Delinquent Girl Boss (1970)
Yasuharu Hasebe directs Akiko Wada, Meiko Kaji and Kôji Wada in this gang movie where a lone biker girl catches the eye of various rumbling factions.
Akiko Wada: Denim clad, stony faced, cool as fuck. Underpass rumbles. A fixed fight. Conspiracy between yazuza and the authorities. Nightclub scenes so bands can break up the action in bopping interludes. A dangerous chase through an underground mall. Female empowerment with very little titillation.
Wild Jumbo (1970)
Toshiya Fujita directs Bunjaku Han, Meiko Kaji and Tatsuya Fuji in this gang movie where a group of wacky toughs take a trip to the beach and a plan for larceny emerges.
Feels like a film that has been reconditioned last minute to be a sequel. There’s a few sneaky edits to include footage of Akiko Wada in her denims to suggest this is the same universe. She doesn’t interact with the characters or plot. The tone fluctuates wildly: across the tracks romance, pranks and hanging about a la Porkys or American Pie, eventually an ambient heist movie. Ends on a Wild Bunch inspired finale – though you can’t believe we got there from the middle act though of mooning and mooching. Wild Jumbo has nice moments – an early freeze frame echoes into the tragedy of the conclusion. This has some film-making giblets, these movies don’t need such lovely visual poetry. And there’s a nice subplot with some dangerous buried treasure. Random. But the gang is mainly middle-aged clowns playing young and that’s ultimately not really want you want from a Japanese girl gang exploitation flick.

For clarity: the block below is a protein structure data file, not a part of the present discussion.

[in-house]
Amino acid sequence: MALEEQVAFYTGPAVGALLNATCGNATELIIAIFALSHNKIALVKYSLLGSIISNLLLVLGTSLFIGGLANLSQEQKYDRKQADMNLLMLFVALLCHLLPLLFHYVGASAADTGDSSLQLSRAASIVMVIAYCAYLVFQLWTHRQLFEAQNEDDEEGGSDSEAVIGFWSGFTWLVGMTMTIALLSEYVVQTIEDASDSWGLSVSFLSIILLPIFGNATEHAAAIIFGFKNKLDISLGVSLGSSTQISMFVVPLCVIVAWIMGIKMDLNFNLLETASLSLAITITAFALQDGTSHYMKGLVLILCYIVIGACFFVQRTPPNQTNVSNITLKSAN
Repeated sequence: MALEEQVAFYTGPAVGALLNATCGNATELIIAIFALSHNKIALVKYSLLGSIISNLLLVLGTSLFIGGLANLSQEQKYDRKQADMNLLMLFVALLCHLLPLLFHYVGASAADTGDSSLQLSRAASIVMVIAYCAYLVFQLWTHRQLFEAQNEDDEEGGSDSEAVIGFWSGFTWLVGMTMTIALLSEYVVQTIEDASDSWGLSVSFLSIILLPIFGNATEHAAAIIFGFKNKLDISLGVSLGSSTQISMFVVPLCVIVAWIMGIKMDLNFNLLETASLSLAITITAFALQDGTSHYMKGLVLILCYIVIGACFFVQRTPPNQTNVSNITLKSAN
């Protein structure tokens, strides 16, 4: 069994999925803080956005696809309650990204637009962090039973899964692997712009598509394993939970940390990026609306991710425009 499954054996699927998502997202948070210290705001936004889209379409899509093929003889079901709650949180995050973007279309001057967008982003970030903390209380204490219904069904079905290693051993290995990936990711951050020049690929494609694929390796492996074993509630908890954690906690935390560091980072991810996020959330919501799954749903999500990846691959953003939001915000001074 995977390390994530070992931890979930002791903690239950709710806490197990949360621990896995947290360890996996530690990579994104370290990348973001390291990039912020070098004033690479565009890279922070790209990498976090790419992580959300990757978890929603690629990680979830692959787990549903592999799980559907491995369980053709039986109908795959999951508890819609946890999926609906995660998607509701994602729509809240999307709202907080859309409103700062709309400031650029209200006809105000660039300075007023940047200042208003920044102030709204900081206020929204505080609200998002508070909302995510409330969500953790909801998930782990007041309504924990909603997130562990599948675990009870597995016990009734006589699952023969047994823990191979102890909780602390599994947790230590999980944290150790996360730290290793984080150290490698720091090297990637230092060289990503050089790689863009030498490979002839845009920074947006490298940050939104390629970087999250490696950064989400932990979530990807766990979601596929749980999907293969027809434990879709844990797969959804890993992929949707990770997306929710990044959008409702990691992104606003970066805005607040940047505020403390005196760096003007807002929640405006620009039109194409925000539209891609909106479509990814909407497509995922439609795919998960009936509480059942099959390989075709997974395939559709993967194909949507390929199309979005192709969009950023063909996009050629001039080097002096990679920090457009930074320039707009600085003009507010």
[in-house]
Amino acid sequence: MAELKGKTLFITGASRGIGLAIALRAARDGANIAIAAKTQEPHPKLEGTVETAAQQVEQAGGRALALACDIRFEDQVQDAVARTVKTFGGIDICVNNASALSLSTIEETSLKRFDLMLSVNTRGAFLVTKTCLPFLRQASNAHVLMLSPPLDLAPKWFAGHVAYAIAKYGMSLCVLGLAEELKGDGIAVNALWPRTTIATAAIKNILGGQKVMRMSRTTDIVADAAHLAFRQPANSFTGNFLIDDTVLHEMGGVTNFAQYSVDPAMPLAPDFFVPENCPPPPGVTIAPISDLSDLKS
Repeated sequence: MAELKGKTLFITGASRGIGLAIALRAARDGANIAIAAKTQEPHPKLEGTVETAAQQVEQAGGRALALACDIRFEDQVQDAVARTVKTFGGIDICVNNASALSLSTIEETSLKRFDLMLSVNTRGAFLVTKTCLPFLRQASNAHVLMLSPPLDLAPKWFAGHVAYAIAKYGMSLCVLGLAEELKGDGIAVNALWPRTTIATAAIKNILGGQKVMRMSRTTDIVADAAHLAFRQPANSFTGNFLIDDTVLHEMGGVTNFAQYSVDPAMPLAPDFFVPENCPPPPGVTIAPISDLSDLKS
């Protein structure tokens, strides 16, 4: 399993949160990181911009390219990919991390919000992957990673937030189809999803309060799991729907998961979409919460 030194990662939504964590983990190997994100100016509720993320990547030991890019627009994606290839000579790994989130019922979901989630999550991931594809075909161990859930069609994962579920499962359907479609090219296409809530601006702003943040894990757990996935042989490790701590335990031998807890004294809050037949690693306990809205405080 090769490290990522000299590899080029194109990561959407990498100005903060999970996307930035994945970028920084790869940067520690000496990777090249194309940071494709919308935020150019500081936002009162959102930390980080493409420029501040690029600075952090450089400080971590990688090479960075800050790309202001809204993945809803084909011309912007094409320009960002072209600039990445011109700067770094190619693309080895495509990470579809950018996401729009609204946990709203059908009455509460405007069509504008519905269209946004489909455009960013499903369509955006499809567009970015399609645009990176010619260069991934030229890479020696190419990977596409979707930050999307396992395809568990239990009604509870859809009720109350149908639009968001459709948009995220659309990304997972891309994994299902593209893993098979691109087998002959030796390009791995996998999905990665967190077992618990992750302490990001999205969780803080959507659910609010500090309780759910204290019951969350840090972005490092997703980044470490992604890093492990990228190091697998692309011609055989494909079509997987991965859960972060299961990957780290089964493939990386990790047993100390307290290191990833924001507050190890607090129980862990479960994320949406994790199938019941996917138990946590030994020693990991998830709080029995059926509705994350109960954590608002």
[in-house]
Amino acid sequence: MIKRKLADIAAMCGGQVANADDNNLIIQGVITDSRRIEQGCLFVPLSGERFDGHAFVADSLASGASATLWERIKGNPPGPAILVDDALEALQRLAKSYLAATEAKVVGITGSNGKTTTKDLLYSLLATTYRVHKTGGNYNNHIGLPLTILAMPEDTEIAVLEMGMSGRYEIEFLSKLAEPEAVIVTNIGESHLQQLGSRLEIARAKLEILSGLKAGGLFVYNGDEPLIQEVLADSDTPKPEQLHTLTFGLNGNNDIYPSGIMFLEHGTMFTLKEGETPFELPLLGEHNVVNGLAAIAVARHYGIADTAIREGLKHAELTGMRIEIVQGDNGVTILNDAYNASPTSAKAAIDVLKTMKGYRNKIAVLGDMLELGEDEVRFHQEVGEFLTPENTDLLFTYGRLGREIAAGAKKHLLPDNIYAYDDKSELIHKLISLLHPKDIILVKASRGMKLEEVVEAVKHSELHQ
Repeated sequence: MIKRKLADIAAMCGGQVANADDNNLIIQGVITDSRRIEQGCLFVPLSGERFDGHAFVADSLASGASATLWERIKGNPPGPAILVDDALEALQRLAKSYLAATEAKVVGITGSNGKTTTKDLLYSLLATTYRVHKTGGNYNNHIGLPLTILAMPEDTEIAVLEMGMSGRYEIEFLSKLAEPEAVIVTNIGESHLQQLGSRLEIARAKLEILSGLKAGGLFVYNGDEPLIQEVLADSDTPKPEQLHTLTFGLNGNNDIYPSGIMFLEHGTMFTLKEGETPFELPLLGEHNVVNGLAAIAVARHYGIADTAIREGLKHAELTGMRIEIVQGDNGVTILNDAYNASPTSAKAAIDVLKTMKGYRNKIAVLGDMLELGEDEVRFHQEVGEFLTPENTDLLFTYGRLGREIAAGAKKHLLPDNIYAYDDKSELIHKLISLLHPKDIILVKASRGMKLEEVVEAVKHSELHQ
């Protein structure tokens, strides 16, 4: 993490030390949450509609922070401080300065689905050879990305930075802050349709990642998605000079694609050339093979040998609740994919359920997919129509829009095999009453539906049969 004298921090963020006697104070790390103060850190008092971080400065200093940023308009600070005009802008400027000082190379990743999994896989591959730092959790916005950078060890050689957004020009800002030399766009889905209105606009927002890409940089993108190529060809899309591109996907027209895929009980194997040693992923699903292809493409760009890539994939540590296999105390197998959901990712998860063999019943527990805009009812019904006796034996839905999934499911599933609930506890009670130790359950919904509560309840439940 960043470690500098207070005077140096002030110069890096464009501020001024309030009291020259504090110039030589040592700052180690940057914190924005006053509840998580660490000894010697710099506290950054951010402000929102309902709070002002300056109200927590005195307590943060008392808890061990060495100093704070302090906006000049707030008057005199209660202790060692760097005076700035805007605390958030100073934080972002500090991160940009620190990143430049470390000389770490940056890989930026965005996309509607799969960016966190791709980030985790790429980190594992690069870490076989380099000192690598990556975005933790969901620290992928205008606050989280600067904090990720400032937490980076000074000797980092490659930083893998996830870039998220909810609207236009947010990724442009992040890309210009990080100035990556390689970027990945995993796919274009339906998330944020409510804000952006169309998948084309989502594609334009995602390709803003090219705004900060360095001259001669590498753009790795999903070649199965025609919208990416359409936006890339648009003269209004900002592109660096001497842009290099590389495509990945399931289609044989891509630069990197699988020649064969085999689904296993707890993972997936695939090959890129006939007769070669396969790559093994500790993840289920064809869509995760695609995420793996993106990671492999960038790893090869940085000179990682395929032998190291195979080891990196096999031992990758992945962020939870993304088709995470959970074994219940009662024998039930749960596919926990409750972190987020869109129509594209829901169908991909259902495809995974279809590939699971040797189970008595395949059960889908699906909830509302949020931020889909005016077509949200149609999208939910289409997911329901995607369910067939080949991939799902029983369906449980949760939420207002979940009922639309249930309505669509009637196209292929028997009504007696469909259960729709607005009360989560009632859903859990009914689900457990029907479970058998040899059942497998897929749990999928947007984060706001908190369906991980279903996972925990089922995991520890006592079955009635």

Sex Hunter (1970)
Yasuharu Hasebe directs Meiko Kaji, Rikiya Yasuoka and Tatsuya Fuji in this Japanese gang movie where racial disharmony creates violence in Yokosuka.
Now this is the one I saw at the NFT as part of their Japanese Exploitation season around 15 or so years ago. Meiko Kaji looks stunning in her iconic black and white extreme cavalier get up. Racism and rape tackled. Overwrought death sequences – edited like a five-year-old is cutting a music video. Loads of cool framing and intercuts. Western vibes, sniper finale, branded Coke bottles a-gogo. It is all very close but this is still my personal highlight of the series.
Machine Animal (1970)
Yasuharu Hasebe directs Meiko Kaji, Tatsuya Fuji and Bunjaku Han in this Japanese gang movie where the girls rob and then help a Vietnam deserter and his drug dealing buddies.
Most straightforward – 500 hits of LSD are worth a million yen and everyone wants to sell them. The girls steal a shipment of Mini Honda bikes at one point, chase the antagonists around the streets and then return the cute motors to the showroom. Anti-Vietnam message, spaghetti Western score. Runs out of steam but inoffensive.
Beat ’71 (1970)
Toshiya Fujita directs Tatsuya Fuji, Yoshio Harada and Meiko Kaji in this Japanese gang tale where a group of weirdos chase a lost member to his hometown only to find he is being held hostage by his domineering father.
Everyone is back for one last romp involving girls framed for murder, drop-out hippie druggies (not convincing) doing cons and two unloved sons. Not enough Meiko Kaji and we are three further films since the awesome Akiko Wada was stealing all the focus. Why do the goofiest entries end in the biggest massacres? Dynamite, rabbits, fake wild west. Even the pop bands are questioning why they have turned up to be in this one.
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We also do a podcast together called The Worst Movies We Own. It is available on Spotify or here https://letterboxd.com/bobbycarroll/list/the-worst-movies-we-own-podcast-ranking-and/